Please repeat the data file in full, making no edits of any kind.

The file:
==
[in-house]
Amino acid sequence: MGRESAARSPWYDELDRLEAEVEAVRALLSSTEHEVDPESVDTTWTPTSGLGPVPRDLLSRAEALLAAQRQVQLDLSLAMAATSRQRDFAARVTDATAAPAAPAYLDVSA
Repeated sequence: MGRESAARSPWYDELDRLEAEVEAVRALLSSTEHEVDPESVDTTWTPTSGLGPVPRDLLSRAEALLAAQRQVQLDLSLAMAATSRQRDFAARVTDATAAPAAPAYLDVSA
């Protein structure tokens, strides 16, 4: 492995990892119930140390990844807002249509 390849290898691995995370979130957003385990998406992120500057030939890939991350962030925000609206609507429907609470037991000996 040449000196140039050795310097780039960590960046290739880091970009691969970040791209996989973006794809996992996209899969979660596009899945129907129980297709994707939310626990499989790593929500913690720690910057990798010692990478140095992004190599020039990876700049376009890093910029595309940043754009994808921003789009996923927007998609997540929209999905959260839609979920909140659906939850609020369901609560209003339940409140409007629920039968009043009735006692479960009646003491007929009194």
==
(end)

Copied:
[in-house]
Amino acid sequence: MGRESAARSPWYDELDRLEAEVEAVRALLSSTEHEVDPESVDTTWTPTSGLGPVPRDLLSRAEALLAAQRQVQLDLSLAMAATSRQRDFAARVTDATAAPAAPAYLDVSA
Repeated sequence: MGRESAARSPWYDELDRLEAEVEAVRALLSSTEHEVDPESVDTTWTPTSGLGPVPRDLLSRAEALLAAQRQVQLDLSLAMAATSRQRDFAARVTDATAAPAAPAYLDVSA
């Protein structure tokens, strides 16, 4: 492995990892119930140390990844807002249509 390849290898691995995370979130957003385990998406992120500057030939890939991350962030925000609206609507429907609470037991000996 040449000196140039050795310097780039960590960046290739880091970009691969970040791209996989973006794809996992996209899969979660596009899945129907129980297709994707939310626990499989790593929500913690720690910057990798010692990478140095992004190599020039990876700049376009890093910029595309940043754009994808921003789009996923927007998609997540929209999905959260839609979920909140659906939850609020369901609560209003339940409140409007629920039968009043009735006692479960009646003491007929009194």